New car sales have fallen for another month. Credit: Pixabay

Motoring with Peter Vosper: June new car market down by almost a quarter

Peter Vosper

The new car market fell for another month with registrations down by 23.9 per cent.

Private sales were down by 22 per cent while business sales were only just over five per cent down and fleet sales 27.6 per cent down.

Once again, the only bright news was pure electric vehicles increased by close to 15 per cent on last June and are 56 per cent up year to date.

Volkswagen were market leaders in the month with Vauxhall second and Ford third.

Year to date, Ford lead with Kia and Volkswagen in second and third.

Not surprisingly diesel sales continue to fall and are more than 50 per cent down on 2021.

There are some misleading numbers as some manufacturers continue to support certain products as the shortage in chips shows little improvement and is certainly not expected to return to normal until the end of the first quarter of 2023.

Disappointingly, the van market up to 3.5 tonnes was down by 23 per cent which was affected by the chip shortage as well.

Ford dominated the market with almost 40 per cent share but there are still many outstanding orders to fulfil in spite of the turndown in the economy.

Confidence remains low with still uncertainty about what contribution the Government intends to make to the increasing energy and fuel bills and the war in the Ukraine forecast to drag on for the rest of the year.

Food prices have caused many people to compromise on healthy eating and the demand on food banks is at record levels as families struggle to balance their budgets.

There is also an increase in Covid cases and concern about the number of hospital employees with the virus and having to stay at home, causing further pressure on outstanding visits and remedial treatment.

However, the celebrations of the Queen’s 70-years reign, Wimbledon, a revival of the English cricket team, the British Grand Prix, along with some pleasant weather has brightened these difficult times and as we move towards the school holidays we will, no doubt, be fully occupied looking after children and grandchildren.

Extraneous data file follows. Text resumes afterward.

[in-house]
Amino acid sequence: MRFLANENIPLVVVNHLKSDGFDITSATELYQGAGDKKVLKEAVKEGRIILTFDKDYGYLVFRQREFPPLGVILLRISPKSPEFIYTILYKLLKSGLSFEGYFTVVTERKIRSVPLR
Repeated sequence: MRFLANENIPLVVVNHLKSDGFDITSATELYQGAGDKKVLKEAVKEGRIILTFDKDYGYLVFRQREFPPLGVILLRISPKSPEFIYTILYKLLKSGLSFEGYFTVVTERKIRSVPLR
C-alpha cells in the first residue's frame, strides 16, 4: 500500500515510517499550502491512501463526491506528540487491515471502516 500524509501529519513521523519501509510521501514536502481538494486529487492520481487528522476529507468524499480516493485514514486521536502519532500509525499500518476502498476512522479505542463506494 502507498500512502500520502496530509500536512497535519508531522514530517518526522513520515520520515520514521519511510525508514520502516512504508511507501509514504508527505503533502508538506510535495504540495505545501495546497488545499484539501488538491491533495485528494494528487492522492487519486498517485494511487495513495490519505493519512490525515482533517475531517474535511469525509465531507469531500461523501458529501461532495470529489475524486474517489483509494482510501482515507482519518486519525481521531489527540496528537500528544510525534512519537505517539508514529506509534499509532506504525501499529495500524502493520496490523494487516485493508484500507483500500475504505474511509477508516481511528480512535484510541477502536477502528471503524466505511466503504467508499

There is also an increased demand for used electric vehicles as motorists try to cut their fuel costs.

Unfortunately, stocks of these vehicles are low as consumers hang on to them, waiting for their replacement new cars to arrive.

At the moment it is clear that if you have, or can install, a home charger you can cut your vehicle fuel costs, but until the infrastructure of chargers improves over the next few years charging can be expensive.

I have recently had to make a number of long journeys and have needed to top up at motorway service areas and if you want a fast-charge you are likely to have to pay between 48p and 57p per kilowatt.

This is likely be turn out to be more expensive than petrol if you have a reasonably economic vehicle so bear this in mind.

There is also hope the Government will encourage the energy companies to incentivise users to store and use power outside the peak periods which would have a dramatic effect on the country’s usage and costs.

Electric is undoubtably the way forward but check all the facts before making a final decision and ask your dealer for advice.

Written by Peter Vosper, chairman of the Vospers group

Peter Vosper, chairman of the Vospers Group
Peter Vosper, chairman of the Vospers Group